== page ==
In Smith v. M&M Pump & Supply, Inc.,1 the Indiana Court of Appeals, Indiana's intermediate appellate court, upheld a trial court's grant of summary judgment that a personal guaranty of a corporate borrower's debt executed by an officer of the borrower was enforceable against the officer.
The court's decision illustrates several fundamental points about guaranties under Indiana law.
In 2011, David Smith was employed as a coal mine superintendent for Lily Group, Inc. Lily executed a credit agreement with M&M Pump & Supply, Inc. Smith signed the agreement on behalf of Lily. The credit agreement was unsecured. In his individual capacity, Smith also signed a section of the credit agreement that provided that he personally guarantied the debt under the credit agreement, as well as all debts arising under any invoices owing from Lily to M&M (in addition to providing credit, M&M also supplied mining equipment to Lily).2
Lily defaulted on its payment obligations to M&M, and M&M filed suit against Lily and Smith in 2012. Lily then entered into an agreed judgment with M&M and subsequently filed for bankruptcy. The trial court granted summary judgment to M&M against Smith in the amount of $63,913.26, which included attorneys' fees, costs and prejudgment interest.
Smith appealed. The appellate court affirmed.
On appeal, Smith made four arguments: (i) that he was not bound by the terms of the guaranty because he did not receive adequate consideration; (ii) that the trial court should not have entered summary judgment until it was determined in Lily's bankruptcy proceedings that Lily would not pay the debt; (iii) that M&M failed to perfect a security interest in the equipment sold to Lily and impaired the value of collateral that could have mitigated the guarantied debt; and (iv) that the trial court erred by holding him liable for attorneys' fees and prejudgment interest. This client alert will address each in turn.
In Indiana, a guaranty is like other contracts in that, to be enforceable against the guarantor as a matter of contract law, the guarantor must have received consideration—something in exchange for the promise to guaranty the underlying obligation. However, if the guaranty is entered into at the same time as the underlying obligation, consideration exists even if the guarantor does not derive any benefit from the underlying contract or the guaranty.3 The court in M&M Pump & Supply found that there was no dispute that Lily (the primary obligor) had received adequate consideration for entering into the credit agreement with M&M, and therefore no additional consideration was necessary for Smith's guaranty to be enforceable under these circumstances.4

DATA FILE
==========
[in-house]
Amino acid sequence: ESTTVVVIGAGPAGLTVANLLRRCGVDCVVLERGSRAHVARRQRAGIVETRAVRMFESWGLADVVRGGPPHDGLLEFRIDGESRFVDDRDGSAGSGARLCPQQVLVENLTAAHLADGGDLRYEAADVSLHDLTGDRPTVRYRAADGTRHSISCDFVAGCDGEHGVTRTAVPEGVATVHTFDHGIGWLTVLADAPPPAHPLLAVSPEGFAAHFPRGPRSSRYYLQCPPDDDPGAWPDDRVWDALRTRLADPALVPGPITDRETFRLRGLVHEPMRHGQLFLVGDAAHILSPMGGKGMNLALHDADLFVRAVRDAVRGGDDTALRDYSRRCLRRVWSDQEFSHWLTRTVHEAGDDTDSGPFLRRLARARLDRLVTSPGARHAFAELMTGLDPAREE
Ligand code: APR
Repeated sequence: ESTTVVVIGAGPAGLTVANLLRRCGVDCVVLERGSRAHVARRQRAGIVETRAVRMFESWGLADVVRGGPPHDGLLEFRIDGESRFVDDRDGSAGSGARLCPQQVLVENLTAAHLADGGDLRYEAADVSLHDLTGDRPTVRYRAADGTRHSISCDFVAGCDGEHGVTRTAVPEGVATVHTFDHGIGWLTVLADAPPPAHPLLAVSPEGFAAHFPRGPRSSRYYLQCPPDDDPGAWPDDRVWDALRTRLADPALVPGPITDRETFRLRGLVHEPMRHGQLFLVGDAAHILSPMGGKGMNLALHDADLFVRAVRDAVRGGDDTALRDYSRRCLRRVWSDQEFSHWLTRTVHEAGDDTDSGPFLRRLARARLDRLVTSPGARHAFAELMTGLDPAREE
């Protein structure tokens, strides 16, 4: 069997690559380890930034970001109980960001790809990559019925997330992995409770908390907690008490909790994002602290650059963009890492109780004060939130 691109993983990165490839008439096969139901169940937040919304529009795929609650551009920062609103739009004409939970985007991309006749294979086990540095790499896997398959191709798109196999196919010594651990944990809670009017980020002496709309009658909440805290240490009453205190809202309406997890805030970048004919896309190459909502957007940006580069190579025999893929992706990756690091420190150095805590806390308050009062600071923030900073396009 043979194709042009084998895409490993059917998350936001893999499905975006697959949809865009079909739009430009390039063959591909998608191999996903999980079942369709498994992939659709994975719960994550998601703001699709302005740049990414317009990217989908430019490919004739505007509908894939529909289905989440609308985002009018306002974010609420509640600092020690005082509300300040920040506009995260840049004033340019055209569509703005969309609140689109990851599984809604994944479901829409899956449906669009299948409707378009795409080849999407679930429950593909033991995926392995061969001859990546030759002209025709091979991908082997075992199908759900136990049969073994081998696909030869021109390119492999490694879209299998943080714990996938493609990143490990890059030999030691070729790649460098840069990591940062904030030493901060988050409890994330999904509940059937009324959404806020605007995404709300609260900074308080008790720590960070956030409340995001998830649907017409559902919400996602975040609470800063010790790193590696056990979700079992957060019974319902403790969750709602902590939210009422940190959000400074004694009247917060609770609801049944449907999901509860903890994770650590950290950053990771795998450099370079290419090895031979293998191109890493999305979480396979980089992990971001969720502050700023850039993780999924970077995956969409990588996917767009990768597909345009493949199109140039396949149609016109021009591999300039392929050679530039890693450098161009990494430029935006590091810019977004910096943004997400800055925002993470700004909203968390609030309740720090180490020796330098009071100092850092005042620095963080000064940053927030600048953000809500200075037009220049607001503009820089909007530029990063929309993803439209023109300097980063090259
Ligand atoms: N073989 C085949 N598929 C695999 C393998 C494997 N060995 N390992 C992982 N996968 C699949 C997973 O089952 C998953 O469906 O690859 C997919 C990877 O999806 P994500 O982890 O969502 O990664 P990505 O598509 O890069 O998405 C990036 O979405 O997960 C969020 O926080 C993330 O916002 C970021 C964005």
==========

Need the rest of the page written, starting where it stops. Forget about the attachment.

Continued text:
We note that, in addition to whether consideration exists in order for a guaranty to be valid under contract law, a separate issue may exist under fraudulent conveyance statutes, which may be relevant whether or not the guarantor is the subject of bankruptcy proceedings. Although the M&M Pump & Supply court did not examine this issue, it can be a much more significant issue than whether the guarantor received consideration for contract law purposes. Under Section 548 of the Bankruptcy Code, a guaranty may be set aside as a fraudulent conveyance if (i) the guarantor was insolvent at the time the guaranty was executed or was rendered insolvent as a result of such guaranty5 and (ii) the guarantor did not receive "reasonably equivalent value" in exchange for the guaranty.6 Note that both elements must exist for a guaranty to be set aside; if one element is not present, the guaranty may not be avoided as a fraudulent conveyance. Thus, if the guarantor were solvent after taking into account the guaranty, whether the guarantor received "reasonably equivalent value" would be irrelevant. On the other hand, if the guarantor were insolvent at the time the guaranty was given, it would be necessary for a court to determine whether the guarantor had received "reasonably equivalent value." The Bankruptcy Code does not define "reasonably equivalent value." A full...